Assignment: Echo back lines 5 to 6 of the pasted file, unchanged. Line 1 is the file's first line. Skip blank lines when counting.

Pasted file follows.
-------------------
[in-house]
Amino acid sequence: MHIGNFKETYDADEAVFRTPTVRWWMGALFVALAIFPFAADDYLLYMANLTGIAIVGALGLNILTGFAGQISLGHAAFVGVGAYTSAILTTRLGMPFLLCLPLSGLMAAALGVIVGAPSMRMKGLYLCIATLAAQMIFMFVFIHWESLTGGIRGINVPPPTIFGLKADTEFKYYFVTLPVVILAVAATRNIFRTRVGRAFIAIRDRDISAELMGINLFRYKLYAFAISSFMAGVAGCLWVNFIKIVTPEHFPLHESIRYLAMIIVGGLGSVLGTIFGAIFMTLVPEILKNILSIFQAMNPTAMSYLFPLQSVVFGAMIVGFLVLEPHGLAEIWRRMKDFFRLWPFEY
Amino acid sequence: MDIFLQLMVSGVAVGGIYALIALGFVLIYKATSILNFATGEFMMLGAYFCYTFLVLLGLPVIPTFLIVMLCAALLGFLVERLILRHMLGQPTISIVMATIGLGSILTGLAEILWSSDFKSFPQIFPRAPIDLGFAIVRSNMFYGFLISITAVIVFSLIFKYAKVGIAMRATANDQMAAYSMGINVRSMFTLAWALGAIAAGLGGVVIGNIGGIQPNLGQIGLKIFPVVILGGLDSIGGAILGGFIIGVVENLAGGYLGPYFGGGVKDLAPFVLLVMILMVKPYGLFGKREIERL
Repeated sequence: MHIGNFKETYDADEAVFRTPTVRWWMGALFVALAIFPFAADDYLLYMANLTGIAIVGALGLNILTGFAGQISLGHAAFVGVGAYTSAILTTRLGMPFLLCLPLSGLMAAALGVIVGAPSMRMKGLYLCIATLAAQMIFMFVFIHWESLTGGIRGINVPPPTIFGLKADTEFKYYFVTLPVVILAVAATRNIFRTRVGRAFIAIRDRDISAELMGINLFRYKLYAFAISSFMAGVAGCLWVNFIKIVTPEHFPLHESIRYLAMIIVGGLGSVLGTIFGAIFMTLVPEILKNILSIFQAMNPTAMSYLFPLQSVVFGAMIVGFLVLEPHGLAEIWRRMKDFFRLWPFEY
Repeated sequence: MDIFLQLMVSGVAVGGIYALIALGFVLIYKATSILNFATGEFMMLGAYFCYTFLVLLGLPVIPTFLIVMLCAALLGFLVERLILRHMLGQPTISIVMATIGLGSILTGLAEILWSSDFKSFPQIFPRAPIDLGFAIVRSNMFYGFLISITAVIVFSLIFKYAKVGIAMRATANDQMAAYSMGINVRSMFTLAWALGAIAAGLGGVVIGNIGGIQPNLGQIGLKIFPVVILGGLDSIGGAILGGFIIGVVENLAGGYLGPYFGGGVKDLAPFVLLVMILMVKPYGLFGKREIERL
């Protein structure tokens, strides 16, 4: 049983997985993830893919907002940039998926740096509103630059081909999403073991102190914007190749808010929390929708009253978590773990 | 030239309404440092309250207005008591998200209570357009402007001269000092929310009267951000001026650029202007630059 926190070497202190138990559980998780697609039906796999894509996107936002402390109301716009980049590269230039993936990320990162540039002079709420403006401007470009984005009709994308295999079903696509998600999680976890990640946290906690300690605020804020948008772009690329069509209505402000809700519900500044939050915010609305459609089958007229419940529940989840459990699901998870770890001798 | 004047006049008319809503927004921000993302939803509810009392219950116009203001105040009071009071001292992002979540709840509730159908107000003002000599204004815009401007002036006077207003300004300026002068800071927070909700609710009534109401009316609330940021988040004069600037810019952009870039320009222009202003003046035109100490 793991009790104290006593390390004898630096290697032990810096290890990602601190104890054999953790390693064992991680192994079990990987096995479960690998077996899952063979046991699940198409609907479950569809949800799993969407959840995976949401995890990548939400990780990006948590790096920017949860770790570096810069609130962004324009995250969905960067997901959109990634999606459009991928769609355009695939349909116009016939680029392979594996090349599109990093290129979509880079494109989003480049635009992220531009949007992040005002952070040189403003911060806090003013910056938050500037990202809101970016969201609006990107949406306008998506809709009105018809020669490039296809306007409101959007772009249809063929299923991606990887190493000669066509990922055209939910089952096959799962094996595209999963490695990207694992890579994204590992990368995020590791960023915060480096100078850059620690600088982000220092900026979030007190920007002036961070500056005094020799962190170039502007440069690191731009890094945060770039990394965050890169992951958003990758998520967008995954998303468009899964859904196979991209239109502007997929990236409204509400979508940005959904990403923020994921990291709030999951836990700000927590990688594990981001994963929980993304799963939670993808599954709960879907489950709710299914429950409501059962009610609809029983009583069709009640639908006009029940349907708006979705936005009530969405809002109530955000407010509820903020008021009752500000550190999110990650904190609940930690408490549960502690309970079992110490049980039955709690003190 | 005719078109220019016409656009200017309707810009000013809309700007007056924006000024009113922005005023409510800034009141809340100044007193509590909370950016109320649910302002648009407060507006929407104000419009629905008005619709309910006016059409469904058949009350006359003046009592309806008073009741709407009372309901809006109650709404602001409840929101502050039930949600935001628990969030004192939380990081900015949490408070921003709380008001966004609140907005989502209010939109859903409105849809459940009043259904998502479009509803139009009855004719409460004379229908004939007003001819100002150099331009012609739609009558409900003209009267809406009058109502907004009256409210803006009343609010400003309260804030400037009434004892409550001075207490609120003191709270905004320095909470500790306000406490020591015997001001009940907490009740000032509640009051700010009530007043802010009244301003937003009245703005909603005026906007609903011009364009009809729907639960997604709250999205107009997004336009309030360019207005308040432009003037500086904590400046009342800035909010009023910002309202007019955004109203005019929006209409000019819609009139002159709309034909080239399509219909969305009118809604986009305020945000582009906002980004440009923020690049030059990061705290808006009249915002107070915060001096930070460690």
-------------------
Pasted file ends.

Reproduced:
Repeated sequence: MDIFLQLMVSGVAVGGIYALIALGFVLIYKATSILNFATGEFMMLGAYFCYTFLVLLGLPVIPTFLIVMLCAALLGFLVERLILRHMLGQPTISIVMATIGLGSILTGLAEILWSSDFKSFPQIFPRAPIDLGFAIVRSNMFYGFLISITAVIVFSLIFKYAKVGIAMRATANDQMAAYSMGINVRSMFTLAWALGAIAAGLGGVVIGNIGGIQPNLGQIGLKIFPVVILGGLDSIGGAILGGFIIGVVENLAGGYLGPYFGGGVKDLAPFVLLVMILMVKPYGLFGKREIERL
């Protein structure tokens, strides 16, 4: 049983997985993830893919907002940039998926740096509103630059081909999403073991102190914007190749808010929390929708009253978590773990 | 030239309404440092309250207005008591998200209570357009402007001269000092929310009267951000001026650029202007630059 926190070497202190138990559980998780697609039906796999894509996107936002402390109301716009980049590269230039993936990320990162540039002079709420403006401007470009984005009709994308295999079903696509998600999680976890990640946290906690300690605020804020948008772009690329069509209505402000809700519900500044939050915010609305459609089958007229419940529940989840459990699901998870770890001798 | 004047006049008319809503927004921000993302939803509810009392219950116009203001105040009071009071001292992002979540709840509730159908107000003002000599204004815009401007002036006077207003300004300026002068800071927070909700609710009534109401009316609330940021988040004069600037810019952009870039320009222009202003003046035109100490 793991009790104290006593390390004898630096290697032990810096290890990602601190104890054999953790390693064992991680192994079990990987096995479960690998077996899952063979046991699940198409609907479950569809949800799993969407959840995976949401995890990548939400990780990006948590790096920017949860770790570096810069609130962004324009995250969905960067997901959109990634999606459009991928769609355009695939349909116009016939680029392979594996090349599109990093290129979509880079494109989003480049635009992220531009949007992040005002952070040189403003911060806090003013910056938050500037990202809101970016969201609006990107949406306008998506809709009105018809020669490039296809306007409101959007772009249809063929299923991606990887190493000669066509990922055209939910089952096959799962094996595209999963490695990207694992890579994204590992990368995020590791960023915060480096100078850059620690600088982000220092900026979030007190920007002036961070500056005094020799962190170039502007440069690191731009890094945060770039990394965050890169992951958003990758998520967008995954998303468009899964859904196979991209239109502007997929990236409204509400979508940005959904990403923020994921990291709030999951836990700000927590990688594990981001994963929980993304799963939670993808599954709960879907489950709710299914429950409501059962009610609809029983009583069709009640639908006009029940349907708006979705936005009530969405809002109530955000407010509820903020008021009752500000550190999110990650904190609940930690408490549960502690309970079992110490049980039955709690003190 | 005719078109220019016409656009200017309707810009000013809309700007007056924006000024009113922005005023409510800034009141809340100044007193509590909370950016109320649910302002648009407060507006929407104000419009629905008005619709309910006016059409469904058949009350006359003046009592309806008073009741709407009372309901809006109650709404602001409840929101502050039930949600935001628990969030004192939380990081900015949490408070921003709380008001966004609140907005989502209010939109859903409105849809459940009043259904998502479009509803139009009855004719409460004379229908004939007003001819100002150099331009012609739609009558409900003209009267809406009058109502907004009256409210803006009343609010400003309260804030400037009434004892409550001075207490609120003191709270905004320095909470500790306000406490020591015997001001009940907490009740000032509640009051700010009530007043802010009244301003937003009245703005909603005026906007609903011009364009009809729907639960997604709250999205107009997004336009309030360019207005308040432009003037500086904590400046009342800035909010009023910002309202007019955004109203005019929006209409000019819609009139002159709309034909080239399509219909969305009118809604986009305020945000582009906002980004440009923020690049030059990061705290808006009249915002107070915060001096930070460690």